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Dissatisfaction Over Obama Slate Lingers On

Tim Craig

Virginia Democrats love to snicker about the internal divisions that have plagued the state Republican Party in recent years. Now, they've got their own turmoil.

Some Democrats are fuming over how the state party conducted elections at its convention in Hampton on Saturday.

About 150 Democrats were vying for one of a dozen remaining delegate slots to go to the national convention in support of Sen. Barack Obama (D-Ill.). Before the vote, Gov. Timothy M. Kaine's (D) political staff worked with Obama's campaign to identify a slate of candidates they wanted to go to Denver.

But many delegates at the state convention rebelled against the slate, instead opting to vote for individual candidates. The election resulted in some heated moments.

After several hours of vote counting, party officials announced the slate had prevailed, but some delegates are questioning the results. Several of the unsuccessful candidates have contacted the Washington Post. They say they are considering lodging a formal complaint against the party.

"Something needs to be done," said Cauline Yates, 54, an Obama supporter from Charlottesville, who was not on the slate. "Rules were broken."

Yates, a co-founder of a group called Charlottesville for Obama, said she made a motion at one point Saturday afternoon to change the rules so slates were not allowed.

State Party Chairman C. Richard Cranwell, she said, ordered a voice vote. Cranwell ruled Yates motion failed. Yates said she then demanded a formal vote, such as a show of hands, but said Cranwell refused.

"People didn't know who they were voting for," Yates said.

Levar Stoney, executive director of the Virginia Democratic Party, responded, "Our party plan allows for the allowance of slates. They have been going on for a long time."

According to Virginia Democratic Party rules, which are posted on its website, "in any convention or caucus, any individual or group of Democrats may sponsor or endorse a slate of candidates for delegates to any convention. However, no slate may receive preferential treatment or a preferential place on a delegate selection ballot, nor may any slate be publicly identified on the ballot or otherwise as the 'official slate'...Participants must also be permitted to vote for individual delegate candidates."

At Saturday's convention, delegates received a letter from Obama expressing "strong support" for the candidates on the Obama-Kaine slate.

But several of the delegates not on the slate raised concerns about the vote-counting.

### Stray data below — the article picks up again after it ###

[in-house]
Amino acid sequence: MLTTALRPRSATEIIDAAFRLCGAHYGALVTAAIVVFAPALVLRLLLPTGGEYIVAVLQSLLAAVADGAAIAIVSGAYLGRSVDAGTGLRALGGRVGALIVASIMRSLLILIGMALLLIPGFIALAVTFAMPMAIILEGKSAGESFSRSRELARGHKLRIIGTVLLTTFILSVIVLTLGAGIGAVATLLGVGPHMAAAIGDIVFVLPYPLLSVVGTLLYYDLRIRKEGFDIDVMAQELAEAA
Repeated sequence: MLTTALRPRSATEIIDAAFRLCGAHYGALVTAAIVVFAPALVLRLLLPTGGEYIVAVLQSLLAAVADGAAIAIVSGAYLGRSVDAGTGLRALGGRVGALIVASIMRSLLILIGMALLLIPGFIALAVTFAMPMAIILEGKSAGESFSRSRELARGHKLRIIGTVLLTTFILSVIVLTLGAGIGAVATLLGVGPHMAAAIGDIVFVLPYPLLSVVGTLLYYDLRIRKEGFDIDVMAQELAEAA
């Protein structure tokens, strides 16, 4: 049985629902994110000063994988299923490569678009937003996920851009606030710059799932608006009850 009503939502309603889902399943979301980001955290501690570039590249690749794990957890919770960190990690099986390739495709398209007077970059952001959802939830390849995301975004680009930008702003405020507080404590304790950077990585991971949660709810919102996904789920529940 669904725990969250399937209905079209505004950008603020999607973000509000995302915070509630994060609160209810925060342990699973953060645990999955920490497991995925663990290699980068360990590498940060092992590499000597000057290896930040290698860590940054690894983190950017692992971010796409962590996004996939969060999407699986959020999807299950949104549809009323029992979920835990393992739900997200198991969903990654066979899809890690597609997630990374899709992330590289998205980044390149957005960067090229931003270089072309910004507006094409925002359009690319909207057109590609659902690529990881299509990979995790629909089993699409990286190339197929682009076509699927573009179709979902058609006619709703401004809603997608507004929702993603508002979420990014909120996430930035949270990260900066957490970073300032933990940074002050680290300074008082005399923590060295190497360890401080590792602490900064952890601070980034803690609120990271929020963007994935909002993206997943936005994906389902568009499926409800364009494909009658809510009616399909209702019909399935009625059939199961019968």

Party officials had to count hundreds of ballots, each of which contained about 150 names. Kaine's staff was observing the process. The Washington Post was told Saturday it was not allowed to monitor the vote-counting.

About 7:30 p.m. Saturday, as workers were removing the stage in the convention hall, Yates said a party official emerged from the area where the votes were being counted and said, "We aren't finished counting, but we are confident the slate won."

"How can they declare the slate had won, even before the votes were counted?" asked Yates, a concern echoed by several others on Sunday and Monday. "It was just so chaotic towards the end."

Stoney said the preliminary vote totals were announced before all the votes were counted because it was clear the slate had prevailed.

"We count slate votes first," Stoney said. "There is no use to keep counting when it is clear the slate won."

Stoney noted that Kaine and the Obama campaign put together a slate to make sure Virginia's delegation conformed to Democratic National Committee regulations on race and gender.

"The Obama campaign and the Clinton campaign worked very hard to meet these rigorous requirements put forward by the DNC to make sure our delegation looks like the Commonwealth of Virginia," Stoney said. "We will have one of the most diverse delegations we have seen in Virginia in a long, long time."

But several delegates demanded Monday that the party release a final vote count from Saturday. They want to know whether a second ballot should have been called.

While she and other unsuccessful delegate candidates ponder their next step, Yates said there is growing frustration with state party leadership. The bruised feelings come as Virginia Democrats are already struggling to rally supporters of New York Sen. Hillary Rodham Clinton (D) behind Obama.

"I am hanging in there to make sure Obama gets elected," Yates said. "After that is taken care of, there will be an assessment on whether I will help or volunteer for the state party ever again."

Stoney said he is confident the ongoing controversy won't hamper the party's efforts in the fall.

"One thing we can all agree on is we all want to make sure Virginia's 13 electoral votes go to Barack Obama and that Mark Warner goes to the Senate," Stoney said.

By Tim Craig  |  June 16, 2008; 9:33 PM ET
Categories:  Election 2008/Local , Election 2008/President , Election 2008/U.S. Senate , Tim Craig , Timothy M. Kaine  
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